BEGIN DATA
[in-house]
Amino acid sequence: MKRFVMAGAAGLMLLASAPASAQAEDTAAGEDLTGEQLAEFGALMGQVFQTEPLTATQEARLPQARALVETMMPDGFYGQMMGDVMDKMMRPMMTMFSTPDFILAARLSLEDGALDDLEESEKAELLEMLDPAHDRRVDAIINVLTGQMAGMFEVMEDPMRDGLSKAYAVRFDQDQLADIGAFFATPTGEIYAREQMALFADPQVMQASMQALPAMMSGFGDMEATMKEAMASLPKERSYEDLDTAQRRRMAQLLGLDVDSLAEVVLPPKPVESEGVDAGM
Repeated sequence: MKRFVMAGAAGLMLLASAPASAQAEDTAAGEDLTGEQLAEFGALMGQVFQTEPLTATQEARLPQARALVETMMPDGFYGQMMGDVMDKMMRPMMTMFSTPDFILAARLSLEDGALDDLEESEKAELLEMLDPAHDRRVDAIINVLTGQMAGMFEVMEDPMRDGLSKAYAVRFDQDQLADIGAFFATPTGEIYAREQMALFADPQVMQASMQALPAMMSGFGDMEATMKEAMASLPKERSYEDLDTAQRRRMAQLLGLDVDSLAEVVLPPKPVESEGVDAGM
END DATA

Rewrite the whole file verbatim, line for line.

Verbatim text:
[in-house]
Amino acid sequence: MKRFVMAGAAGLMLLASAPASAQAEDTAAGEDLTGEQLAEFGALMGQVFQTEPLTATQEARLPQARALVETMMPDGFYGQMMGDVMDKMMRPMMTMFSTPDFILAARLSLEDGALDDLEESEKAELLEMLDPAHDRRVDAIINVLTGQMAGMFEVMEDPMRDGLSKAYAVRFDQDQLADIGAFFATPTGEIYAREQMALFADPQVMQASMQALPAMMSGFGDMEATMKEAMASLPKERSYEDLDTAQRRRMAQLLGLDVDSLAEVVLPPKPVESEGVDAGM
Repeated sequence: MKRFVMAGAAGLMLLASAPASAQAEDTAAGEDLTGEQLAEFGALMGQVFQTEPLTATQEARLPQARALVETMMPDGFYGQMMGDVMDKMMRPMMTMFSTPDFILAARLSLEDGALDDLEESEKAELLEMLDPAHDRRVDAIINVLTGQMAGMFEVMEDPMRDGLSKAYAVRFDQDQLADIGAFFATPTGEIYAREQMALFADPQVMQASMQALPAMMSGFGDMEATMKEAMASLPKERSYEDLDTAQRRRMAQLLGLDVDSLAEVVLPPKPVESEGVDAGM